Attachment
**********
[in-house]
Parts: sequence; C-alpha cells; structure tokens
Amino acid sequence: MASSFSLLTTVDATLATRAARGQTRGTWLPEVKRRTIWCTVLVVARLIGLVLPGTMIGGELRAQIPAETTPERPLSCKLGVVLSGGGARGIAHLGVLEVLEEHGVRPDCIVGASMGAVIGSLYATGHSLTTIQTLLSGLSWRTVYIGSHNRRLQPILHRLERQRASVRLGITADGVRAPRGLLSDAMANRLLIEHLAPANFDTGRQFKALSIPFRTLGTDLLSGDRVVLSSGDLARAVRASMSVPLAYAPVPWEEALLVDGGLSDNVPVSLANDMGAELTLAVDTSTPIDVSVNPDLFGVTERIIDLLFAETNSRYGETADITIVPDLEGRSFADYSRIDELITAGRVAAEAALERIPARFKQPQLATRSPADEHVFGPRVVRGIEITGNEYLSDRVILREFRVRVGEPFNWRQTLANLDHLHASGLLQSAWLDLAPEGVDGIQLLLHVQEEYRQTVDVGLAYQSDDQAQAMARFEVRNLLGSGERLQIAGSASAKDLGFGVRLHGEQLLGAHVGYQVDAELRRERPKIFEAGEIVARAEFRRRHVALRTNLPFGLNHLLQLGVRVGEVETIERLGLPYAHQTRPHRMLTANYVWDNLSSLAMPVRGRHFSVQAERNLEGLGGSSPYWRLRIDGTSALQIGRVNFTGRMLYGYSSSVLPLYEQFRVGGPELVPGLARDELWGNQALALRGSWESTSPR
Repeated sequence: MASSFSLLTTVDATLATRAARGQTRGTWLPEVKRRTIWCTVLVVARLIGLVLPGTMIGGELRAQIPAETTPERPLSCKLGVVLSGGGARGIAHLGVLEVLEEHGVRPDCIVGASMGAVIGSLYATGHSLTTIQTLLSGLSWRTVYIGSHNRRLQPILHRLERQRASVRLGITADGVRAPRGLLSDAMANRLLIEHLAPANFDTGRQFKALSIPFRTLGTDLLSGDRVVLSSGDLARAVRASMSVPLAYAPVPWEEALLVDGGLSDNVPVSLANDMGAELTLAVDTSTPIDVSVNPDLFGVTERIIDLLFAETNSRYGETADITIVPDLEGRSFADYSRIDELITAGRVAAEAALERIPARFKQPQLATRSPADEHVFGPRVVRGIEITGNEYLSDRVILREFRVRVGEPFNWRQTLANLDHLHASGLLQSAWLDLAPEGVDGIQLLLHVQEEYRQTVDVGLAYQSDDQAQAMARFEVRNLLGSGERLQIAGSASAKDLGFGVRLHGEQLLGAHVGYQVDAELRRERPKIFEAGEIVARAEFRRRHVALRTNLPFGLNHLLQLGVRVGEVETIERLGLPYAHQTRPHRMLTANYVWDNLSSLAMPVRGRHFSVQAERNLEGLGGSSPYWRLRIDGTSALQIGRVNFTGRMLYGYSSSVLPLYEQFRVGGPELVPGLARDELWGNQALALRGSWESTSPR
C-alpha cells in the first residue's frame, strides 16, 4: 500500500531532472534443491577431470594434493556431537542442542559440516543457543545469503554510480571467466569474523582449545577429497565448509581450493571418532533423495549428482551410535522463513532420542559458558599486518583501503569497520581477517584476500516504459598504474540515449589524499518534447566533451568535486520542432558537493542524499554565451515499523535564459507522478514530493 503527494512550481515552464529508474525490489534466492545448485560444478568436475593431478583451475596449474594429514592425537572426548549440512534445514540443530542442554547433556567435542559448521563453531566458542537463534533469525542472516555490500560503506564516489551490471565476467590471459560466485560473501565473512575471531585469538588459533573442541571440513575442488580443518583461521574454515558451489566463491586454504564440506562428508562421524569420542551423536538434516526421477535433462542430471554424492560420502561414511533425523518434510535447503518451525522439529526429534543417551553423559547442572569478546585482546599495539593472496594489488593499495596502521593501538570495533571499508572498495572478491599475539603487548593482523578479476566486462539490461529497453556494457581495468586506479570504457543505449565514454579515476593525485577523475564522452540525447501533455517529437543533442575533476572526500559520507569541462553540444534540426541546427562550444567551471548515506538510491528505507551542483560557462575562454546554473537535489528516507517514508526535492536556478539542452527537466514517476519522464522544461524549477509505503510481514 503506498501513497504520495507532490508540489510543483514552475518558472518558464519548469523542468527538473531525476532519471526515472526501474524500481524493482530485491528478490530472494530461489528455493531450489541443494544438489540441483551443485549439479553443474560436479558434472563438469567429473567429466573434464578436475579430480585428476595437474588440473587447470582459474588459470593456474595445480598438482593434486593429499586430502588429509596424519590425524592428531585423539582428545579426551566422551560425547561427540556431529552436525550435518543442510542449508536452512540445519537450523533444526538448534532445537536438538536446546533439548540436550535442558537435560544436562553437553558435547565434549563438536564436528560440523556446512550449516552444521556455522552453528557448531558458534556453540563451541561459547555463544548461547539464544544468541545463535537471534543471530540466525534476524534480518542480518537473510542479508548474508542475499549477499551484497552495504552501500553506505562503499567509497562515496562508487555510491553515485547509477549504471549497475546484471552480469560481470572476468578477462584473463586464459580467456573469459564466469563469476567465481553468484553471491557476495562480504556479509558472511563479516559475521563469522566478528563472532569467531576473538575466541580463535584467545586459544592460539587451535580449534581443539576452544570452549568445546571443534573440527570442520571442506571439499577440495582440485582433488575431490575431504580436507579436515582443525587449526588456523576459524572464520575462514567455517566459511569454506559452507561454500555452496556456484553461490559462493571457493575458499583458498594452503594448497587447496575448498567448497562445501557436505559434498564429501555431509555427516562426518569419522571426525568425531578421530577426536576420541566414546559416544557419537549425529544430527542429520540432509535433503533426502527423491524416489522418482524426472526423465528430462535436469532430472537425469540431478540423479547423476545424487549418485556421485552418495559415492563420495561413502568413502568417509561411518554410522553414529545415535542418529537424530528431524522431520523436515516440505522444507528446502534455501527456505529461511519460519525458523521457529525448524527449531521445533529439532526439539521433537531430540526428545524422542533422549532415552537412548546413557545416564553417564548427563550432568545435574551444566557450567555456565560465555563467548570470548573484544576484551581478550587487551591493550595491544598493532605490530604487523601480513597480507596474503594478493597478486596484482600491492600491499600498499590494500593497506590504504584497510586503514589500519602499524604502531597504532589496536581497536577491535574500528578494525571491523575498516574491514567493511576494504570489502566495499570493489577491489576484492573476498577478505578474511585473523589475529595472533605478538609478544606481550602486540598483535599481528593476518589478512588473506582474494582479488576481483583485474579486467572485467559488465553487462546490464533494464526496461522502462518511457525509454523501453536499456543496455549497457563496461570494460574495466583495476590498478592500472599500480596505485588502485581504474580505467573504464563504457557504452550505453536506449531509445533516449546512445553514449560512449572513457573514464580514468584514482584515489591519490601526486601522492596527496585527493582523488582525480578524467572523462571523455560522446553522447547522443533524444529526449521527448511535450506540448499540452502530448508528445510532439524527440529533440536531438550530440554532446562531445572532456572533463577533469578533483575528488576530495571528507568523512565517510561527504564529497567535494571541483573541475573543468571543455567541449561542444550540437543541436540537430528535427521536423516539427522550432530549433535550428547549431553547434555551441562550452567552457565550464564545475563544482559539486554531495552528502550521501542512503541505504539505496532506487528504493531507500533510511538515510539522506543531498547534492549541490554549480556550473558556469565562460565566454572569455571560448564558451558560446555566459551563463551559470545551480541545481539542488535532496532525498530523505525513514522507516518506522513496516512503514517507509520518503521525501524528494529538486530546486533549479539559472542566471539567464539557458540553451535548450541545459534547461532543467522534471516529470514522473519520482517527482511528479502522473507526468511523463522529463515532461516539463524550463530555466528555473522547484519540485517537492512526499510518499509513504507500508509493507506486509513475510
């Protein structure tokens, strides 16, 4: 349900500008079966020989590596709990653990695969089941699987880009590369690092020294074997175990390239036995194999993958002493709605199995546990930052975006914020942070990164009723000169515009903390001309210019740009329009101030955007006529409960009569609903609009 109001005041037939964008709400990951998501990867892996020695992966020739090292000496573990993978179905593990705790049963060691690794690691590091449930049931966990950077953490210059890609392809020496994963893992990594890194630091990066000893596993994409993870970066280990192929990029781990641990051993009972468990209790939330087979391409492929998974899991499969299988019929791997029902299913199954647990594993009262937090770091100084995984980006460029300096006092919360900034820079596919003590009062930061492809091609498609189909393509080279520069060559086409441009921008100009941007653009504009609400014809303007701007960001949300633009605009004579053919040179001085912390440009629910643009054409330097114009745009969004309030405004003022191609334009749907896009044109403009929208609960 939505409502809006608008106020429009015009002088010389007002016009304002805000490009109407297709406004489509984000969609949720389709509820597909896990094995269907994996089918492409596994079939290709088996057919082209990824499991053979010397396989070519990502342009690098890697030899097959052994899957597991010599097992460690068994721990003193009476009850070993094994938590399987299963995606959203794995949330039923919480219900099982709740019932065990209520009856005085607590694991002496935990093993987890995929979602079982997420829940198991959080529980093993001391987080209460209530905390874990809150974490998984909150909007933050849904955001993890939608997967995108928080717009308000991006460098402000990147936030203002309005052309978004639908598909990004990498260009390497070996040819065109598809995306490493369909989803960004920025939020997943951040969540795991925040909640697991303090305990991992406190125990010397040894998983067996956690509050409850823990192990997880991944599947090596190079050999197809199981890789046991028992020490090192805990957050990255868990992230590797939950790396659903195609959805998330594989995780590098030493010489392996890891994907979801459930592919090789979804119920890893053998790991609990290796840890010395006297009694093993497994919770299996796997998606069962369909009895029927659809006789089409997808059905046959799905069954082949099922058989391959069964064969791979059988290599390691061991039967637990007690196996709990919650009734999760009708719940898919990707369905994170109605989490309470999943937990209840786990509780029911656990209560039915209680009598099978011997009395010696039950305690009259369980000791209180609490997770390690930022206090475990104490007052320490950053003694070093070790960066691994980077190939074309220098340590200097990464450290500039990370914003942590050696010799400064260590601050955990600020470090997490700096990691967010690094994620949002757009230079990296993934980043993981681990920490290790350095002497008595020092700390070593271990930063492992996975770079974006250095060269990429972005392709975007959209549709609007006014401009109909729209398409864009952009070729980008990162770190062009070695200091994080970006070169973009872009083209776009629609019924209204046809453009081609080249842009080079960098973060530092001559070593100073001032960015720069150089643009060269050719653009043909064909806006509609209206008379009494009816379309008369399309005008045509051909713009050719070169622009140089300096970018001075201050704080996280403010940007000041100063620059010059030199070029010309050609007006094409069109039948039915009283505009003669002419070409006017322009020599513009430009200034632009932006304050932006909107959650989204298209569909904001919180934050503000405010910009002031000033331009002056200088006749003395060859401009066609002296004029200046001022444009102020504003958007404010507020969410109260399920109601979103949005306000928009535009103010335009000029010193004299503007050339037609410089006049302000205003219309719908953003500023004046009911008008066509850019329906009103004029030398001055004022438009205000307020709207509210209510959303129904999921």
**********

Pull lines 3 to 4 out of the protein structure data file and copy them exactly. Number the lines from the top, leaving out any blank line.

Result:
Amino acid sequence: MASSFSLLTTVDATLATRAARGQTRGTWLPEVKRRTIWCTVLVVARLIGLVLPGTMIGGELRAQIPAETTPERPLSCKLGVVLSGGGARGIAHLGVLEVLEEHGVRPDCIVGASMGAVIGSLYATGHSLTTIQTLLSGLSWRTVYIGSHNRRLQPILHRLERQRASVRLGITADGVRAPRGLLSDAMANRLLIEHLAPANFDTGRQFKALSIPFRTLGTDLLSGDRVVLSSGDLARAVRASMSVPLAYAPVPWEEALLVDGGLSDNVPVSLANDMGAELTLAVDTSTPIDVSVNPDLFGVTERIIDLLFAETNSRYGETADITIVPDLEGRSFADYSRIDELITAGRVAAEAALERIPARFKQPQLATRSPADEHVFGPRVVRGIEITGNEYLSDRVILREFRVRVGEPFNWRQTLANLDHLHASGLLQSAWLDLAPEGVDGIQLLLHVQEEYRQTVDVGLAYQSDDQAQAMARFEVRNLLGSGERLQIAGSASAKDLGFGVRLHGEQLLGAHVGYQVDAELRRERPKIFEAGEIVARAEFRRRHVALRTNLPFGLNHLLQLGVRVGEVETIERLGLPYAHQTRPHRMLTANYVWDNLSSLAMPVRGRHFSVQAERNLEGLGGSSPYWRLRIDGTSALQIGRVNFTGRMLYGYSSSVLPLYEQFRVGGPELVPGLARDELWGNQALALRGSWESTSPR
Repeated sequence: MASSFSLLTTVDATLATRAARGQTRGTWLPEVKRRTIWCTVLVVARLIGLVLPGTMIGGELRAQIPAETTPERPLSCKLGVVLSGGGARGIAHLGVLEVLEEHGVRPDCIVGASMGAVIGSLYATGHSLTTIQTLLSGLSWRTVYIGSHNRRLQPILHRLERQRASVRLGITADGVRAPRGLLSDAMANRLLIEHLAPANFDTGRQFKALSIPFRTLGTDLLSGDRVVLSSGDLARAVRASMSVPLAYAPVPWEEALLVDGGLSDNVPVSLANDMGAELTLAVDTSTPIDVSVNPDLFGVTERIIDLLFAETNSRYGETADITIVPDLEGRSFADYSRIDELITAGRVAAEAALERIPARFKQPQLATRSPADEHVFGPRVVRGIEITGNEYLSDRVILREFRVRVGEPFNWRQTLANLDHLHASGLLQSAWLDLAPEGVDGIQLLLHVQEEYRQTVDVGLAYQSDDQAQAMARFEVRNLLGSGERLQIAGSASAKDLGFGVRLHGEQLLGAHVGYQVDAELRRERPKIFEAGEIVARAEFRRRHVALRTNLPFGLNHLLQLGVRVGEVETIERLGLPYAHQTRPHRMLTANYVWDNLSSLAMPVRGRHFSVQAERNLEGLGGSSPYWRLRIDGTSALQIGRVNFTGRMLYGYSSSVLPLYEQFRVGGPELVPGLARDELWGNQALALRGSWESTSPR